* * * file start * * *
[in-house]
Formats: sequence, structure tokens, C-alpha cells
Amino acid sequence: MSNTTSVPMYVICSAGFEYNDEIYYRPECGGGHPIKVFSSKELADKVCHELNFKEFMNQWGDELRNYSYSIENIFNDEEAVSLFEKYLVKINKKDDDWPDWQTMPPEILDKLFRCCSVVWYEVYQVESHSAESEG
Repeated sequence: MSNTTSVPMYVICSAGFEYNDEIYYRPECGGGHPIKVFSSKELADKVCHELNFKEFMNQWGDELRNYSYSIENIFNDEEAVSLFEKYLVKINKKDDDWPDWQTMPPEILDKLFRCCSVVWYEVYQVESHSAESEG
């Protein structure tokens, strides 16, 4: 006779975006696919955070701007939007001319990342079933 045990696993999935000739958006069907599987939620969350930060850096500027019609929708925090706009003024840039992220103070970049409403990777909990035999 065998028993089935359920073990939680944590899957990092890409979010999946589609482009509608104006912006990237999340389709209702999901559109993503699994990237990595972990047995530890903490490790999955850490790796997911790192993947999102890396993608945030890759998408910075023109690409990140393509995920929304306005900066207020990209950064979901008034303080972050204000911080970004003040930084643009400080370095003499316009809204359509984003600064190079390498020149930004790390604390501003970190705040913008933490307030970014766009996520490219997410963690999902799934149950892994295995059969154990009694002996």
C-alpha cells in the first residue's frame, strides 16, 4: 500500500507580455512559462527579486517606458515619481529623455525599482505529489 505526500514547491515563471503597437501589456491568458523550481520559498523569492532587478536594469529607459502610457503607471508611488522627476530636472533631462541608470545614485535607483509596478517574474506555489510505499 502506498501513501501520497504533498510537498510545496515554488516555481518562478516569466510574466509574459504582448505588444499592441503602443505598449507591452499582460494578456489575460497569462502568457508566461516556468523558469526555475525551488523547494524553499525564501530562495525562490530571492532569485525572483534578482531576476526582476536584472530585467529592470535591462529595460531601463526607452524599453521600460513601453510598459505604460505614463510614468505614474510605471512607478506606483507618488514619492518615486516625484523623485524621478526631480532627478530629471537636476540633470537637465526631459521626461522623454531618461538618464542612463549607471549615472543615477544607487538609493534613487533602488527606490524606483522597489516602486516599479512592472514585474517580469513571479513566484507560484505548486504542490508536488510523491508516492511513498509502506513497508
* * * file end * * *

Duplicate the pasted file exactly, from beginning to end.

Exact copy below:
[in-house]
Formats: sequence, structure tokens, C-alpha cells
Amino acid sequence: MSNTTSVPMYVICSAGFEYNDEIYYRPECGGGHPIKVFSSKELADKVCHELNFKEFMNQWGDELRNYSYSIENIFNDEEAVSLFEKYLVKINKKDDDWPDWQTMPPEILDKLFRCCSVVWYEVYQVESHSAESEG
Repeated sequence: MSNTTSVPMYVICSAGFEYNDEIYYRPECGGGHPIKVFSSKELADKVCHELNFKEFMNQWGDELRNYSYSIENIFNDEEAVSLFEKYLVKINKKDDDWPDWQTMPPEILDKLFRCCSVVWYEVYQVESHSAESEG
């Protein structure tokens, strides 16, 4: 006779975006696919955070701007939007001319990342079933 045990696993999935000739958006069907599987939620969350930060850096500027019609929708925090706009003024840039992220103070970049409403990777909990035999 065998028993089935359920073990939680944590899957990092890409979010999946589609482009509608104006912006990237999340389709209702999901559109993503699994990237990595972990047995530890903490490790999955850490790796997911790192993947999102890396993608945030890759998408910075023109690409990140393509995920929304306005900066207020990209950064979901008034303080972050204000911080970004003040930084643009400080370095003499316009809204359509984003600064190079390498020149930004790390604390501003970190705040913008933490307030970014766009996520490219997410963690999902799934149950892994295995059969154990009694002996």
C-alpha cells in the first residue's frame, strides 16, 4: 500500500507580455512559462527579486517606458515619481529623455525599482505529489 505526500514547491515563471503597437501589456491568458523550481520559498523569492532587478536594469529607459502610457503607471508611488522627476530636472533631462541608470545614485535607483509596478517574474506555489510505499 502506498501513501501520497504533498510537498510545496515554488516555481518562478516569466510574466509574459504582448505588444499592441503602443505598449507591452499582460494578456489575460497569462502568457508566461516556468523558469526555475525551488523547494524553499525564501530562495525562490530571492532569485525572483534578482531576476526582476536584472530585467529592470535591462529595460531601463526607452524599453521600460513601453510598459505604460505614463510614468505614474510605471512607478506606483507618488514619492518615486516625484523623485524621478526631480532627478530629471537636476540633470537637465526631459521626461522623454531618461538618464542612463549607471549615472543615477544607487538609493534613487533602488527606490524606483522597489516602486516599479512592472514585474517580469513571479513566484507560484505548486504542490508536488510523491508516492511513498509502506513497508